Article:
Other changes in the department include small logistical changes, like the fact that students are now required to log a certain number of shop hours. In previous years, students were allowed to count any mix of theatrical contributions towards their practical credits, whether these hours be from stage-managing, acting, design or directing. However, students are now required to earn at least one of their credits from shop hours. Similarly, the department used to require three semesters of Theatre History. However, complaints of curriculum changes haven’t pervaded the entire system. Due to the repetitive interference of students wishing to take part in the London Semester, Theatre History 3 – which was the most writing and time-intensive according to Hankey – is no longer a requirement for the major. This is a positive change because, as McLaughlin pointed out, the students who still choose to take Theatre History 3 are those who really want to be there, as opposed to those who are forced to attend the class. In addition, it provides a better schedule for students who wish to apply to the London semester, which a number of theater majors opt for.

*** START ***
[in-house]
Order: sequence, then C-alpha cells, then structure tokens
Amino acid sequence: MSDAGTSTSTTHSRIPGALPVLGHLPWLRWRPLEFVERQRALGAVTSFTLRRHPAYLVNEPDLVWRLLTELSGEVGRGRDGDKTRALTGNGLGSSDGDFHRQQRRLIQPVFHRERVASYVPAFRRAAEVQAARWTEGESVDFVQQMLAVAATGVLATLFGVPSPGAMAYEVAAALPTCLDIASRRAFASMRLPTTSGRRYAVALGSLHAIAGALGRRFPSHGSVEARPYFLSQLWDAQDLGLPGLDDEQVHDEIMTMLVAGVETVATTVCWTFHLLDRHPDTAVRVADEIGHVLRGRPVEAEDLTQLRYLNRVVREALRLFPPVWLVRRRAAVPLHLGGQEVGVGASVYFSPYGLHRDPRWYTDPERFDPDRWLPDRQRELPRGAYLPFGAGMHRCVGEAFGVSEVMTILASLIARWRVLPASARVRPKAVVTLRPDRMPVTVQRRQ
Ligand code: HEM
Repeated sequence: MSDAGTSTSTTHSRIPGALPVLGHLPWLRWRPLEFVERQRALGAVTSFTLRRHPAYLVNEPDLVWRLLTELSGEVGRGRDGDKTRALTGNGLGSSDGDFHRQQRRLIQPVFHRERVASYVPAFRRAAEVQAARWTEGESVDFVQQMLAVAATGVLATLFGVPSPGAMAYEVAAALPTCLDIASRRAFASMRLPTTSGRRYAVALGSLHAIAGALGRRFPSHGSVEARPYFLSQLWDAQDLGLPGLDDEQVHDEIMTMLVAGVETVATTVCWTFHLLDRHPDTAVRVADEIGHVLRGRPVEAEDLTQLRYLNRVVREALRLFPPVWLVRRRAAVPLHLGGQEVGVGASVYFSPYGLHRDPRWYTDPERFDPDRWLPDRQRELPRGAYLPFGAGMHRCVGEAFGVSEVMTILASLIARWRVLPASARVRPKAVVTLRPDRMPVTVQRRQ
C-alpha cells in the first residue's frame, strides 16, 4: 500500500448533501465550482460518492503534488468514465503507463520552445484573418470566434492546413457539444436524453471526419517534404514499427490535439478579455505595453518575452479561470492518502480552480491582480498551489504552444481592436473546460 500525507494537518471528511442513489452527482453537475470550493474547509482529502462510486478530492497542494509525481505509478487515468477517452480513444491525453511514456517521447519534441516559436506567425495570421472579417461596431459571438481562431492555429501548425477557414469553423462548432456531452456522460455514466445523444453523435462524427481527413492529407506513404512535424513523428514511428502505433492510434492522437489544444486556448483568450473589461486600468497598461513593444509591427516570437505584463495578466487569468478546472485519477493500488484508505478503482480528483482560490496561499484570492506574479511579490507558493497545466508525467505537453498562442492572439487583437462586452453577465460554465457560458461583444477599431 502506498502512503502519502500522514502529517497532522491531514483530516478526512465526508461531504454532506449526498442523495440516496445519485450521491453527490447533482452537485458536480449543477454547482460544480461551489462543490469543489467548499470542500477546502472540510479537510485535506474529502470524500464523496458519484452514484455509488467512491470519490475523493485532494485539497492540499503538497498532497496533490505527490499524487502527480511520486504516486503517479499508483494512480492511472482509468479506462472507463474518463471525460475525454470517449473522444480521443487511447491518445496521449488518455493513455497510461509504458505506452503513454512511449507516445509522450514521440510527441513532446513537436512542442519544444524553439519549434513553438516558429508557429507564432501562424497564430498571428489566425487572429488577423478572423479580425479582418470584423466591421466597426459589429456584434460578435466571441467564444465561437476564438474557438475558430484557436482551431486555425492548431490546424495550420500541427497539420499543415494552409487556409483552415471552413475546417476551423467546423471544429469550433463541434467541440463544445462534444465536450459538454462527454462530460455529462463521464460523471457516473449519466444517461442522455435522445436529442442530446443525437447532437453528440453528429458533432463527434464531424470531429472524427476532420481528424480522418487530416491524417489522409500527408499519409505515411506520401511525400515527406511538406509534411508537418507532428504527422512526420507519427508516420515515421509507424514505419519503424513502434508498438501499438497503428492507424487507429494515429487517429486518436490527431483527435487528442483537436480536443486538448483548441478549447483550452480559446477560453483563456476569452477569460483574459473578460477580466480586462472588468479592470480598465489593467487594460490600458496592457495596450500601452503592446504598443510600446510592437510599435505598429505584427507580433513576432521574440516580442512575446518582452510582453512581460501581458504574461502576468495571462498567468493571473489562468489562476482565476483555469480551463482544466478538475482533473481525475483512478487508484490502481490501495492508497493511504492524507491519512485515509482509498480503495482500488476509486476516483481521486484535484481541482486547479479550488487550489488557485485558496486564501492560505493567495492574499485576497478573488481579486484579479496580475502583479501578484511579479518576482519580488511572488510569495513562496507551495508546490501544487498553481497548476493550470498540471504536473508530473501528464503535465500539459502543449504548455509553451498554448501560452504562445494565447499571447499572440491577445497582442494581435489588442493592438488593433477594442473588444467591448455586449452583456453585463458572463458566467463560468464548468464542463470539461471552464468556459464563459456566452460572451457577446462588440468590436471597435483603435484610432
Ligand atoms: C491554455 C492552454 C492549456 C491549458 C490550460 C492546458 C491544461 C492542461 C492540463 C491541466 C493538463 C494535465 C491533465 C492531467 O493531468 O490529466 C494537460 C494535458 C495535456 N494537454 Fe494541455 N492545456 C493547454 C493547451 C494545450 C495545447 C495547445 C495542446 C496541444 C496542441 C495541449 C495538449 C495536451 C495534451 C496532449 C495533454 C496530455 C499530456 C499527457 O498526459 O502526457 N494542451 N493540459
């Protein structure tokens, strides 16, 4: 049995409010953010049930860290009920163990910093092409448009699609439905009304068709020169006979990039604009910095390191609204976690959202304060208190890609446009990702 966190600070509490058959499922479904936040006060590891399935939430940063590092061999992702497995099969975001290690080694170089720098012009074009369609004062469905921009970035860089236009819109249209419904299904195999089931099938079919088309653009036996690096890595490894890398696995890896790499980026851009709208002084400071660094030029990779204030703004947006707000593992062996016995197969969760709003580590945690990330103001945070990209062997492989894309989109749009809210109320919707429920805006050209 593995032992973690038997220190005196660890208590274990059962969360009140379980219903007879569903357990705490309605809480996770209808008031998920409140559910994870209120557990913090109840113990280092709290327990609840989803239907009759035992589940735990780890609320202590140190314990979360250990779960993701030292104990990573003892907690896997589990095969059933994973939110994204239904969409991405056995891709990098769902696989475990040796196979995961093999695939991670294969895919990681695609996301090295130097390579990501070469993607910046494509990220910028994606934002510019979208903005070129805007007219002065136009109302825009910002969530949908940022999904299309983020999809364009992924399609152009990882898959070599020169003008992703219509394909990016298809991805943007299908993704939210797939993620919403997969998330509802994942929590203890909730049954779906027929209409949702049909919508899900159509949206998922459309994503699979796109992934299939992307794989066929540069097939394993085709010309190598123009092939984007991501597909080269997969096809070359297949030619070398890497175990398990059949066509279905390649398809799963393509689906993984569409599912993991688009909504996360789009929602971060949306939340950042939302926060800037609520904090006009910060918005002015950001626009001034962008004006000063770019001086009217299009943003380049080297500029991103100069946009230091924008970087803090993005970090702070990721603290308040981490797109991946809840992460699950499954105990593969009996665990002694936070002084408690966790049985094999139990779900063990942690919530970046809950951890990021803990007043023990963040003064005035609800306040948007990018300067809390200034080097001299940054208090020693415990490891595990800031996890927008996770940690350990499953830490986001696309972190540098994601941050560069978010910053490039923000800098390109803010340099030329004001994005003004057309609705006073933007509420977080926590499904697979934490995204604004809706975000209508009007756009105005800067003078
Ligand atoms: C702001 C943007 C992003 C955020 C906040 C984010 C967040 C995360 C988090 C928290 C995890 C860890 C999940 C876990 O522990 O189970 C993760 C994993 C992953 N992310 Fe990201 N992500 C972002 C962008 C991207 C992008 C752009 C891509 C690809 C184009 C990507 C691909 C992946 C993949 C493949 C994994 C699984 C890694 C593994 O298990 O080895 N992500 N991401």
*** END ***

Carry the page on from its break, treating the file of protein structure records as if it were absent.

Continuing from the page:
In response to the rankings, McLaughlin also gave her opinion on the school’s latest number. “I think that it’s a nice thing to have that number one spot… but we always take [the rankings] with a grain of salt,” she said. “The Princeton Review” does annual surveys for those who care to fill them out, but neither of the interviewed students had been asked specifically about their theatre experience. In short, the survey participants may not have given the entire story, skewing the result.